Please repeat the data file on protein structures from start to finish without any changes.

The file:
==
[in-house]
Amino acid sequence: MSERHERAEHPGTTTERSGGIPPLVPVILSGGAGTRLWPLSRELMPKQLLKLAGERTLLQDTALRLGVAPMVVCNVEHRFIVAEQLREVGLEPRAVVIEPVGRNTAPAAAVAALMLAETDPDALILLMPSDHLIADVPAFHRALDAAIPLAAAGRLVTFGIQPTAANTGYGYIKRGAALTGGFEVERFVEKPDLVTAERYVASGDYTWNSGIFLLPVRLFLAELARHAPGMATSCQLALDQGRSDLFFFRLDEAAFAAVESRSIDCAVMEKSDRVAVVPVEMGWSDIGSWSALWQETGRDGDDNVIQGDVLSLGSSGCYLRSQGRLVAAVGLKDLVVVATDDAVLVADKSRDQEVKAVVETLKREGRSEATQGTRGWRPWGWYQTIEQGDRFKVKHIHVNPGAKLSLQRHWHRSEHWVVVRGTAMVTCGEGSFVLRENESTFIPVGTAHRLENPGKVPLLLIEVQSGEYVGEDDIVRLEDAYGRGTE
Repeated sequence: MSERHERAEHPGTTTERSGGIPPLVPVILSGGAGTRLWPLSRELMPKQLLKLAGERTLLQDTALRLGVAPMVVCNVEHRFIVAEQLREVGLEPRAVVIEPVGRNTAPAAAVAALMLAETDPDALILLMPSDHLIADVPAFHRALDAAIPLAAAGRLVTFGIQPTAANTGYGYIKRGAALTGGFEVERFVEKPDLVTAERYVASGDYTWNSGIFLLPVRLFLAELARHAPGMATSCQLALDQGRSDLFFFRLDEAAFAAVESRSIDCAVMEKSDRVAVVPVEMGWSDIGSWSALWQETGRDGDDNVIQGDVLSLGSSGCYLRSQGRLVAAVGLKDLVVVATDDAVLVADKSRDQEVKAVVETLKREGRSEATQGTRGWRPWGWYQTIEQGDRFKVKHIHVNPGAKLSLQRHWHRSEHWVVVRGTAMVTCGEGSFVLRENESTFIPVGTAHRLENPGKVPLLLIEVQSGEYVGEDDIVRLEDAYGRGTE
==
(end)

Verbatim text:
[in-house]
Amino acid sequence: MSERHERAEHPGTTTERSGGIPPLVPVILSGGAGTRLWPLSRELMPKQLLKLAGERTLLQDTALRLGVAPMVVCNVEHRFIVAEQLREVGLEPRAVVIEPVGRNTAPAAAVAALMLAETDPDALILLMPSDHLIADVPAFHRALDAAIPLAAAGRLVTFGIQPTAANTGYGYIKRGAALTGGFEVERFVEKPDLVTAERYVASGDYTWNSGIFLLPVRLFLAELARHAPGMATSCQLALDQGRSDLFFFRLDEAAFAAVESRSIDCAVMEKSDRVAVVPVEMGWSDIGSWSALWQETGRDGDDNVIQGDVLSLGSSGCYLRSQGRLVAAVGLKDLVVVATDDAVLVADKSRDQEVKAVVETLKREGRSEATQGTRGWRPWGWYQTIEQGDRFKVKHIHVNPGAKLSLQRHWHRSEHWVVVRGTAMVTCGEGSFVLRENESTFIPVGTAHRLENPGKVPLLLIEVQSGEYVGEDDIVRLEDAYGRGTE
Repeated sequence: MSERHERAEHPGTTTERSGGIPPLVPVILSGGAGTRLWPLSRELMPKQLLKLAGERTLLQDTALRLGVAPMVVCNVEHRFIVAEQLREVGLEPRAVVIEPVGRNTAPAAAVAALMLAETDPDALILLMPSDHLIADVPAFHRALDAAIPLAAAGRLVTFGIQPTAANTGYGYIKRGAALTGGFEVERFVEKPDLVTAERYVASGDYTWNSGIFLLPVRLFLAELARHAPGMATSCQLALDQGRSDLFFFRLDEAAFAAVESRSIDCAVMEKSDRVAVVPVEMGWSDIGSWSALWQETGRDGDDNVIQGDVLSLGSSGCYLRSQGRLVAAVGLKDLVVVATDDAVLVADKSRDQEVKAVVETLKREGRSEATQGTRGWRPWGWYQTIEQGDRFKVKHIHVNPGAKLSLQRHWHRSEHWVVVRGTAMVTCGEGSFVLRENESTFIPVGTAHRLENPGKVPLLLIEVQSGEYVGEDDIVRLEDAYGRGTE